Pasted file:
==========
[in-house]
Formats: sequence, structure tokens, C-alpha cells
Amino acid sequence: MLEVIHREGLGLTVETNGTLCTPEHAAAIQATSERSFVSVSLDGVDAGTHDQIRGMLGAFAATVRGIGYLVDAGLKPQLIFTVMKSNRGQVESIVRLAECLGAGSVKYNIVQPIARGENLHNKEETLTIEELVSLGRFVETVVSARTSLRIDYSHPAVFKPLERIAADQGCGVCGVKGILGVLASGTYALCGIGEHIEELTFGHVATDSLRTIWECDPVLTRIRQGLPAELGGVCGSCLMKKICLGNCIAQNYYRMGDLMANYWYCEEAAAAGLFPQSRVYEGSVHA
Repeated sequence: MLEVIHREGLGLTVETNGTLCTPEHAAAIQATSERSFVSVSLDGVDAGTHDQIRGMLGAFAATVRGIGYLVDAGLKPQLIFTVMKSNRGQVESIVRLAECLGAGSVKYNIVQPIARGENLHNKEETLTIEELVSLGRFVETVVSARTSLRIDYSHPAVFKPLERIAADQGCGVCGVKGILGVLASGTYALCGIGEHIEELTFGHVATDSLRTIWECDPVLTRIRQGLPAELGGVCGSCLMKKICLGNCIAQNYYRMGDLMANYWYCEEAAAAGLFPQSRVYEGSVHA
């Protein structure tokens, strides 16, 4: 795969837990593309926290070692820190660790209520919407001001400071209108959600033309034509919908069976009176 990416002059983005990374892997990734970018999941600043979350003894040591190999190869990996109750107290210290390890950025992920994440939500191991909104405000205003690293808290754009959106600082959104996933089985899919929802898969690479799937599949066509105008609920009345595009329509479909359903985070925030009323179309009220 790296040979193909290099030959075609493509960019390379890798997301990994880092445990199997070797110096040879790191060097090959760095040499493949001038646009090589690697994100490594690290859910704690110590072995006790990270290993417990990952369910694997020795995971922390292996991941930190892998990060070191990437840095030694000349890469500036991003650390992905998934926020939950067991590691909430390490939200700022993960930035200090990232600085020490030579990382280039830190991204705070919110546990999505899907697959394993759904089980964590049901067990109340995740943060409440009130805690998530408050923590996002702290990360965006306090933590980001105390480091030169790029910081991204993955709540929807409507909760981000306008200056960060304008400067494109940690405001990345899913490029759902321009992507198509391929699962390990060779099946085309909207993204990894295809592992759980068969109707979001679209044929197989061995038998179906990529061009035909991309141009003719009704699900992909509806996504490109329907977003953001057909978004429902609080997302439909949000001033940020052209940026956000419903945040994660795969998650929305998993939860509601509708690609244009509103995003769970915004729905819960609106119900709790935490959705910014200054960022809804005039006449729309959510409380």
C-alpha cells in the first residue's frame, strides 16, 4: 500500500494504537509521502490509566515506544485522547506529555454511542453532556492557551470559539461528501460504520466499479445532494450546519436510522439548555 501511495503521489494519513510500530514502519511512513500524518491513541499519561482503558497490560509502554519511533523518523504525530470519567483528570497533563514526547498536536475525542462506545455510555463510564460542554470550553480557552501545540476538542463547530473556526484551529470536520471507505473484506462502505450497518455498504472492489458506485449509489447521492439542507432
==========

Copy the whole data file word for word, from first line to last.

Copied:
[in-house]
Formats: sequence, structure tokens, C-alpha cells
Amino acid sequence: MLEVIHREGLGLTVETNGTLCTPEHAAAIQATSERSFVSVSLDGVDAGTHDQIRGMLGAFAATVRGIGYLVDAGLKPQLIFTVMKSNRGQVESIVRLAECLGAGSVKYNIVQPIARGENLHNKEETLTIEELVSLGRFVETVVSARTSLRIDYSHPAVFKPLERIAADQGCGVCGVKGILGVLASGTYALCGIGEHIEELTFGHVATDSLRTIWECDPVLTRIRQGLPAELGGVCGSCLMKKICLGNCIAQNYYRMGDLMANYWYCEEAAAAGLFPQSRVYEGSVHA
Repeated sequence: MLEVIHREGLGLTVETNGTLCTPEHAAAIQATSERSFVSVSLDGVDAGTHDQIRGMLGAFAATVRGIGYLVDAGLKPQLIFTVMKSNRGQVESIVRLAECLGAGSVKYNIVQPIARGENLHNKEETLTIEELVSLGRFVETVVSARTSLRIDYSHPAVFKPLERIAADQGCGVCGVKGILGVLASGTYALCGIGEHIEELTFGHVATDSLRTIWECDPVLTRIRQGLPAELGGVCGSCLMKKICLGNCIAQNYYRMGDLMANYWYCEEAAAAGLFPQSRVYEGSVHA
């Protein structure tokens, strides 16, 4: 795969837990593309926290070692820190660790209520919407001001400071209108959600033309034509919908069976009176 990416002059983005990374892997990734970018999941600043979350003894040591190999190869990996109750107290210290390890950025992920994440939500191991909104405000205003690293808290754009959106600082959104996933089985899919929802898969690479799937599949066509105008609920009345595009329509479909359903985070925030009323179309009220 790296040979193909290099030959075609493509960019390379890798997301990994880092445990199997070797110096040879790191060097090959760095040499493949001038646009090589690697994100490594690290859910704690110590072995006790990270290993417990990952369910694997020795995971922390292996991941930190892998990060070191990437840095030694000349890469500036991003650390992905998934926020939950067991590691909430390490939200700022993960930035200090990232600085020490030579990382280039830190991204705070919110546990999505899907697959394993759904089980964590049901067990109340995740943060409440009130805690998530408050923590996002702290990360965006306090933590980001105390480091030169790029910081991204993955709540929807409507909760981000306008200056960060304008400067494109940690405001990345899913490029759902321009992507198509391929699962390990060779099946085309909207993204990894295809592992759980068969109707979001679209044929197989061995038998179906990529061009035909991309141009003719009704699900992909509806996504490109329907977003953001057909978004429902609080997302439909949000001033940020052209940026956000419903945040994660795969998650929305998993939860509601509708690609244009509103995003769970915004729905819960609106119900709790935490959705910014200054960022809804005039006449729309959510409380």
C-alpha cells in the first residue's frame, strides 16, 4: 500500500494504537509521502490509566515506544485522547506529555454511542453532556492557551470559539461528501460504520466499479445532494450546519436510522439548555 501511495503521489494519513510500530514502519511512513500524518491513541499519561482503558497490560509502554519511533523518523504525530470519567483528570497533563514526547498536536475525542462506545455510555463510564460542554470550553480557552501545540476538542463547530473556526484551529470536520471507505473484506462502505450497518455498504472492489458506485449509489447521492439542507432